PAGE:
July 30, 2007
Keys Land Buys Go to Cabinet: Five Parcels to Wrap into Florida Forever
By Kevin Wadlow, Florida Keys Keynoter, Marathon
Jul. 28--State officials seek to spend $2 million to buy 9.4 acres of Florida Keys land for conservation.
Five parcels proposed for purchase go before Gov. Charlie Crist and the Florida Cabinet for approval Tuesday in Tallahassee.
Four of the properties lie in the Lower Keys, one is within Marathon city limits. Two of the parcels have been in the same ownership for more than six decades.
All are listed for purchase as part of the Florida Keys Ecosystem project in the Florida Forever preservation program.
The largest property is a 5.85-acre tract near mile marker 20 on Sugarloaf Key, being acquired from George and Christine Lark.
The Larks bought the property in 2003 as part of a $2.8 million purchase of 14 acres. The Larks will retain ownership of nine acres that include four buildings.
The Sugarloaf Key property being acquired by the state is zoned for residential use, with some waterfront. The purchase price of $747,900 is 10 percent below a state appraisal.
Also proposed for purchase:
-- The Neff Trust property in the Crain's subdivision area of Grassy Key. Trustees are Thomas and Jayne Neff.
The 1.36-acre property, purchased for $130 in 1944, will be sold to the state for $382,000.
Eight lots that have building-permit allocations were priced at $37,000 each. A partially submerged lot is assessed at $7,000.
Other lots described by the state as undevelopable wetlands will be acquired for a settlement price of $1,000 each.
Marathon city staff will administer the area, which is zoned Native.
-- The Donald S. Pinder Estate property in the Rainbow Beach Subdivision on Big Torch Key.
The property, about two-thirds of an acre, will sell for $270,000. The site was purchased for $419 in 1945 by Donald Pinder. The area includes native and residential zoning.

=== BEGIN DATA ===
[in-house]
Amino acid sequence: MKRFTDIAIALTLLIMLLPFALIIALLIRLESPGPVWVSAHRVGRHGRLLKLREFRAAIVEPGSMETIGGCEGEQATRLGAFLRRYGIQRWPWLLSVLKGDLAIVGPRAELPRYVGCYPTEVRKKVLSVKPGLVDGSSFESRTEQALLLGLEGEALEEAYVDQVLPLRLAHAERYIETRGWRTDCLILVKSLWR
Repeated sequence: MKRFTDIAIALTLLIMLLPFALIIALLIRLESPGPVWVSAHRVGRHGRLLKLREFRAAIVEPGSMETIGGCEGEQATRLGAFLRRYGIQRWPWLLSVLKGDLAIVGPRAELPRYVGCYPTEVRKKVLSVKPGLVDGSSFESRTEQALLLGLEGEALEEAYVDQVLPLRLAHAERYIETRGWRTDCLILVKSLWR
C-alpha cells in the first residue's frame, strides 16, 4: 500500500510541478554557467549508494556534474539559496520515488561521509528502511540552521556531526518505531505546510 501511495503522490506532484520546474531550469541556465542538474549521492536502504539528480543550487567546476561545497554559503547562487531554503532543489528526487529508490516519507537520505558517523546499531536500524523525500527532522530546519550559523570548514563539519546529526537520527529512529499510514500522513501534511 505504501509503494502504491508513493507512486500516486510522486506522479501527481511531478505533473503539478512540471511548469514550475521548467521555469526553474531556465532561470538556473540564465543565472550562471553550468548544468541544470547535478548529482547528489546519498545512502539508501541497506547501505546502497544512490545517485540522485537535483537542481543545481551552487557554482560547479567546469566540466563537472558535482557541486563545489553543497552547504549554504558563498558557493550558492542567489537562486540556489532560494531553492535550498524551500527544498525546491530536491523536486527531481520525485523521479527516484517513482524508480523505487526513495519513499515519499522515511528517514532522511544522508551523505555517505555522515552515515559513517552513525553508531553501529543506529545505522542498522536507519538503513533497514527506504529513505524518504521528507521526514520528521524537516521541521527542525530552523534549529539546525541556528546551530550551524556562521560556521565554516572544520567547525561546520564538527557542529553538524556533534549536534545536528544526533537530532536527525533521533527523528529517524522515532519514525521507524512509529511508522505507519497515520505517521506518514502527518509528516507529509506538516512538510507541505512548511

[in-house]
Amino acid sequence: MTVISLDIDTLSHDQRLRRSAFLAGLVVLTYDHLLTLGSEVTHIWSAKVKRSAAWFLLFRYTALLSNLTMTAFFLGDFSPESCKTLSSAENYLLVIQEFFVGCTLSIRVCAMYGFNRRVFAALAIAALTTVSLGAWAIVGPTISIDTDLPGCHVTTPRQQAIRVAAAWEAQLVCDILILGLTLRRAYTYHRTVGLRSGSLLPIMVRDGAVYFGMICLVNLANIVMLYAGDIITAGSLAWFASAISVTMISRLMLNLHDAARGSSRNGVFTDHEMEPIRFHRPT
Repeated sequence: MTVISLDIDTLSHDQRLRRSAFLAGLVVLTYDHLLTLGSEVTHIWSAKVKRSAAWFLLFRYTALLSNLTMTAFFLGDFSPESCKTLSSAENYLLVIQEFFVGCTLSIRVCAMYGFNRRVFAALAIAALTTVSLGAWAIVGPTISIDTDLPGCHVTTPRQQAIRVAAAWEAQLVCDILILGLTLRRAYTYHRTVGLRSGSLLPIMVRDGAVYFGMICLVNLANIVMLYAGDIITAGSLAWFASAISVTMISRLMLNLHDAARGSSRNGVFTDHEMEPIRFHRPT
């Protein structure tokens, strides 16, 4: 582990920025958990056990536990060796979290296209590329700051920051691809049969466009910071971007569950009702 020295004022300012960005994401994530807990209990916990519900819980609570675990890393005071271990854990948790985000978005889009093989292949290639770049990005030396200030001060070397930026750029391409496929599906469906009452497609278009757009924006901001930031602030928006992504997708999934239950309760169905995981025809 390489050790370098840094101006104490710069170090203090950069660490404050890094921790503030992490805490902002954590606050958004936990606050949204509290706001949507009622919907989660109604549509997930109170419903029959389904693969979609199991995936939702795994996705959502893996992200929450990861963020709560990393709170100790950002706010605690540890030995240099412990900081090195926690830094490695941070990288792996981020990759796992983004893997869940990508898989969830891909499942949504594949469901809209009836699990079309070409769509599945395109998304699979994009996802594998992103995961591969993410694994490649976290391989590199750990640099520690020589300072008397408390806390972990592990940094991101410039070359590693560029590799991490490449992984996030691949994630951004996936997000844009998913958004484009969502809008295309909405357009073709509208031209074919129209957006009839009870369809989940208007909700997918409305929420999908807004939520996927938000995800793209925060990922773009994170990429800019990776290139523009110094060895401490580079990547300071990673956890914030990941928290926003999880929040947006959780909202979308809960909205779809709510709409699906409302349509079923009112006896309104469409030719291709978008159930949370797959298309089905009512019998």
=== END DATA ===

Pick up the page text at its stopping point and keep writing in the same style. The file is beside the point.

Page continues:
-- The George and Marie Rita Schmidt property, also in the Rainbow Beach Subdivision on Big Torch.
Acquired in 1960 for $800, the eight lots cover about nine-tenths of an acre. The area, selling for $360,000, includes native and residential zoning.
-- The Harvey and Florence Cohen property, near mile marker 10 on Big Coppitt Key.
A $250,000 price includes six-tenths of an acre with Improved Subdivision zoning. The Cohens paid $15,000 for the property in 1980.
The Florida Keys Ecosystem project aims to protect "the unique pine rocklands and hardwood hammocks of the Florida Keys ...[that] are being lost to the rapid development of the islands," according to a state description.
Undeveloped lands include rare plants and habitat for threatened and endangered animal species, the report notes. Preservation of Keys land also helps maintain local waters that provide recreational and commercial fishing.
With 5,288 acres now under state ownership or contract, nearly half the 11,854 acres targeted for preservation under the Florida Keys Ecosystem project have been acquired.
Originally created as the Florida Keys Flyways - a program seeking to buy relatively large tracts of undeveloped Keys land so migrating birds would have a place to feed and rest - the effort was renamed after other Monroe County conservation programs were rolled into it.
Some of the lands could be used for rest areas on the Florida Keys Overseas Heritage Trail, a hiking-and-biking project, or for a state paddling trail, if found suitable.
Staff with Monroe County or the state Fish and Wildlife Conservation Commission will oversee most of the sites.
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Copyright (c) 2007, Florida Keys Keynoter, Marathon
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